Kegaariyoadded December 24, 2016

First, here’s a little history (it’s important to understand before we get into the bloodstained scarves of the hooligans – so stick with it). Aquascutum was founded in Mayfair, London in 1851 by a fella called John Emary. Five years later Thomas Burberry launches Burberry and inadvertently creates what will become one of British fashion’s greatest rivalries.
By the mid-1990s, Aquascutum gear was being worn by an altogether different crowd. Football hooligans, or “casuals” to give the subculture its proper name, were wearing the brand’s macs, shirts, caps and scarves to look smart and stylish at the game, and sometimes fight opposition fans.
When the brand became known outside of the football casuals culture, it became a dirty brand. It fell out of favor with not just the fashion industry, but with middle class Britons looking to distance themselves from the “thugs” and the working classes. It continued to churn out the same kind of product and sales declined, eventually it entered administration in 2012.
But today Aquascutum is back on the main stage. Its collaborative collection with Supreme marks a new era. It follows and takes advantage of what fashion publications have dubbed the “nu lad” or “new Casual” movement – as our man Aleks Eror put it, “a shift away from the normcore and hipster trends of the ’00s back towards the loud, proud, lager-swilling days of the 1980s and ’90s.” Essentially, it’s all the clothes and nostalgia, without any of the blood, violence and rough and tumble.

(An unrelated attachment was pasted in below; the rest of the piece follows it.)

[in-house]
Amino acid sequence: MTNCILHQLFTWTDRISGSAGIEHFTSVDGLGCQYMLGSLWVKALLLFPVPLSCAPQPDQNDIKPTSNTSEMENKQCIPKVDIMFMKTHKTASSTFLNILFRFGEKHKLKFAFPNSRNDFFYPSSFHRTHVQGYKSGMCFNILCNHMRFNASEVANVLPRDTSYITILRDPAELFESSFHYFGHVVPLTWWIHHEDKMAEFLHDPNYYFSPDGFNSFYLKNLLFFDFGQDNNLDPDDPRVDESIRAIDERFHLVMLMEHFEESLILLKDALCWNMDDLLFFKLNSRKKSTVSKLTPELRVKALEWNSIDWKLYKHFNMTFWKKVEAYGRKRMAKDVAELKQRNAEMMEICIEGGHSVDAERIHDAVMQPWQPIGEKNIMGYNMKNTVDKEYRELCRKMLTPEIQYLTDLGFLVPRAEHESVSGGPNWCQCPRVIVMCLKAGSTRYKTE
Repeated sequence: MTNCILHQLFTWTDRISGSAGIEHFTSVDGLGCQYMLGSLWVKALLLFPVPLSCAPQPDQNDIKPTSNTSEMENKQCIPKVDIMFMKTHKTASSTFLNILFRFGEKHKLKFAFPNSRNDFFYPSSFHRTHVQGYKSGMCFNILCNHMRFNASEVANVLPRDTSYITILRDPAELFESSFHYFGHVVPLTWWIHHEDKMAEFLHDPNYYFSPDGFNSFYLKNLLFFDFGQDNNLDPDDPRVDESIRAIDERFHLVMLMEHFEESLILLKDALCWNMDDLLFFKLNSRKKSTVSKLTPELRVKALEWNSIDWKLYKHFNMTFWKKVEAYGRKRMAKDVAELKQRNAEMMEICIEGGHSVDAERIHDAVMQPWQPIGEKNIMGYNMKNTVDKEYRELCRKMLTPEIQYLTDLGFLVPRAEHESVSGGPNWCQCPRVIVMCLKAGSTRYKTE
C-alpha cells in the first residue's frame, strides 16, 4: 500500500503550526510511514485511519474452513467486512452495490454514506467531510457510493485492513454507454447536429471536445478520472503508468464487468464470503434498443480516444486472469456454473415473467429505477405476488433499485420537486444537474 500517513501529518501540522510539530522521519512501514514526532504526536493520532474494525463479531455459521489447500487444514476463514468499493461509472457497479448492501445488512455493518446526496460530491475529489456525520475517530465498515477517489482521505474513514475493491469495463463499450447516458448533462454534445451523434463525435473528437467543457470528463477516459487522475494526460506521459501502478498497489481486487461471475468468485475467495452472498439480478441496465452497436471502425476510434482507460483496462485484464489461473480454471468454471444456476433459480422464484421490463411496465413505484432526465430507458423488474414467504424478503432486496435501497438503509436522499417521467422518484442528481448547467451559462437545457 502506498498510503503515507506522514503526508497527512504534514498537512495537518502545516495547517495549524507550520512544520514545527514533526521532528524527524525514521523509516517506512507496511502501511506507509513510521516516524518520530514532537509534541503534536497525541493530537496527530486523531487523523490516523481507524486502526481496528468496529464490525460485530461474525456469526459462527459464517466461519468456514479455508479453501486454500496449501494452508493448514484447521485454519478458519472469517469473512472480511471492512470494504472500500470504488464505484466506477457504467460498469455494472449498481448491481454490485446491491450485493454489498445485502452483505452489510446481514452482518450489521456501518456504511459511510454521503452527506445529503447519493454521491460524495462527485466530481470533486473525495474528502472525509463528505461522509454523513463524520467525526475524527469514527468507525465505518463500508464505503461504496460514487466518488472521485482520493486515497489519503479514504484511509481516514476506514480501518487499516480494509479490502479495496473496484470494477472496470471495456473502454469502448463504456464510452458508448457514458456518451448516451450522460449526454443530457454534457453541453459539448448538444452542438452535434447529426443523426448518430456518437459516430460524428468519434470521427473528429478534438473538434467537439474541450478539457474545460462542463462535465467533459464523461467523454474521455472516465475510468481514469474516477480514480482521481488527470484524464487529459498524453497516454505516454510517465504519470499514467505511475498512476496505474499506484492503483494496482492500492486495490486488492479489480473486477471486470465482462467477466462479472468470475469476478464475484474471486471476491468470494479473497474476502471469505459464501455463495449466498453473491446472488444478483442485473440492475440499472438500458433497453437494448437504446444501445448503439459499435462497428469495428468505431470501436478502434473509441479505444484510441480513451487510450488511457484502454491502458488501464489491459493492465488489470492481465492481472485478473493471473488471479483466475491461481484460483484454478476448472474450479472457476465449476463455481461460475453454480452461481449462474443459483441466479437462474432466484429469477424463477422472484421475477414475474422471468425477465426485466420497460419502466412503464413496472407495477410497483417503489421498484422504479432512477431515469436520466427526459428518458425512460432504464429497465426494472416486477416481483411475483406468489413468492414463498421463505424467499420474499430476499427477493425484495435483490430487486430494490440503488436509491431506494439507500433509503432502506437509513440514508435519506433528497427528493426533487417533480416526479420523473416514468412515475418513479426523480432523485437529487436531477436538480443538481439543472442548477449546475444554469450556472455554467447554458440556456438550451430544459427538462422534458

It appears to be the first time the brand has truly understood its place in fashion culture — and that’s just as much about football casuals as it is about the Royals and Margaret Thatcher, no matter how much it’s protested that in the past. If you purchase something from Aquascutum today, you are, knowingly or unknowingly, aligning yourself with a piece of very British culture. Not the kind of bullshit, tea-sipping, “Keep Calm and Carry On,” Cath Kidston bedspread British culture, bu